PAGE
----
Hi!! I have a Friesian that is really a sweetie. He is 1year 4 months and already 16 hh. He is going to be really big when he is older and i don't know if I should let him be backed by a profesional or not since he has such a temper. Does a horse need to be backed or can he just be ridden if he is old enough? (and safe enough! :) )
Fresians can be big, strong boys as youngsters and the challenge of getting them started can seem a bit daunting.
I don't like to get onto any horse's back until I am happy that they are strong enough to handle it. Neither do I like to work young horses on the lunge too much. Fresians, like Warmbloods, take time to mature and become physically ready to carry a rider, however there are a multitude of groundwork exercises that you can do with your horse to prepare him for his adult working life that will not tax his body beyond what it can handle. At such a young age, mental training takes priority, and if that is done well, the physical training becomes much easier.
I start all my horses on the lead - they need to be able to lead properly, including walking, trots, halt and rein back. They need to understand the concept of working shoulder to shoulder (theirs to mine) which is also the foundation of lunging that will come later in their training. I also like to teach them to move away from pressure. Teaching a youngster to stand quietly, be handled and accept what a human is doing is something that is often overlooked but vital! Getting them used to bright colours, dogs, people, traffic and so on is something that can be done from the ground too. Practise getting in and out of a horsebox if you have access to one (you don't have to go anywhere, just get him used to the idea of getting in and out).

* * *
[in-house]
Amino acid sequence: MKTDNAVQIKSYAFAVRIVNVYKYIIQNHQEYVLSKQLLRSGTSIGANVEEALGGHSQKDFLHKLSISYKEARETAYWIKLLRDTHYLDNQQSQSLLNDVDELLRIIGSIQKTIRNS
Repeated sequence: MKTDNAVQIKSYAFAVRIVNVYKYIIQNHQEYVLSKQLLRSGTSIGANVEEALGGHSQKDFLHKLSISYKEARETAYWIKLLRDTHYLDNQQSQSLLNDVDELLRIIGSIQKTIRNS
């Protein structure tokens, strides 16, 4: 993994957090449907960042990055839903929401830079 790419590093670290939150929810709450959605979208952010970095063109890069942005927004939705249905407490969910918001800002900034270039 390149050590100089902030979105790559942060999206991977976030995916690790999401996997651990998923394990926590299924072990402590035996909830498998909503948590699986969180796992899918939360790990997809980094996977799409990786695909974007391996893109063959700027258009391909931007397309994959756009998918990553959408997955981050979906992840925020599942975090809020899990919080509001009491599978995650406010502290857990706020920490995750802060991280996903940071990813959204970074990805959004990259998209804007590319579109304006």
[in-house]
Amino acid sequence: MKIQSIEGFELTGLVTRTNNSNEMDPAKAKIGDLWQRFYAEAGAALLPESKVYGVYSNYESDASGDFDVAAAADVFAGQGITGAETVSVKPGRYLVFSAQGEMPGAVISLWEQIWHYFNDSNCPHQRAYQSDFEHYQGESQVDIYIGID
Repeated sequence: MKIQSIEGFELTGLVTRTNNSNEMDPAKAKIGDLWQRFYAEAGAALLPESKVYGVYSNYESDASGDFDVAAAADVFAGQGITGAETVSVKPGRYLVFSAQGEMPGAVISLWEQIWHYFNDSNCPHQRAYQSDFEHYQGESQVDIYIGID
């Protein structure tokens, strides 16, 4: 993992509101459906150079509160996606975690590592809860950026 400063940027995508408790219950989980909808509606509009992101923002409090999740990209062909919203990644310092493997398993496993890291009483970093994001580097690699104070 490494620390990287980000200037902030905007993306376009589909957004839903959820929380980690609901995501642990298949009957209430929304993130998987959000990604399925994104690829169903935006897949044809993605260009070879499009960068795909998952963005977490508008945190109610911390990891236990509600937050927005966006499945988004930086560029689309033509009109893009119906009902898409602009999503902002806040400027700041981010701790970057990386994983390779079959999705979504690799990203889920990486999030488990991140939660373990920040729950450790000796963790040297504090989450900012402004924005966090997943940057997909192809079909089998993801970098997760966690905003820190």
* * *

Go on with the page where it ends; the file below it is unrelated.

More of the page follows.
I would also investigate Parelli horsemanship - this involves a number of 'games', each of which targets a specific training principle. (Go to www.parelli.com) You could try clicker training or natural horsemanship which also has a number of skills to master without actually sitting on his back.
Now is the time that you should be working on obedience, partnership and trust - all of that means that his physical size should in no way be a problem when it finally comes time to start him under saddle, as the trust and respect will be there already!
Personally, I do not like to even get on a horse's back until he is at least 4 years old, although some people will back a horse at 3. He has 20 years of ridden work ahead of him (at least) so waiting for his body to be ready is a small price to pay if it means he is going to be pain free, sound and a pleasure to ride in years to come. Fresians tend to have long backs, especially the big boys, and I have often seen Fresians that were ridden hard too early - once they hit 12 or 15, their backs become hollow, or they have become unsound.
Whether or not you should have your horse backed by a professional is a personal choice, but a very important one. The rest of your horse's riding future is quite literally in your hands, so if you are going to do it yourself, I would be very sure that you know exactly what you are doing, what your plans are for him and how you aim to achieve your riding goals once he is backed. I would still enlist the help of a qualified person, like an instructor, because there is always the chance that things could start badly, and if you are not prepared for the problems that arise, it could spoil him or you could get hurt. If you decide to send him to a professional, do your homework carefully - visit the trainer, watch them work with horses, chat to as many people as you can and make sure that you are sending him to somebody that knows what they are doing.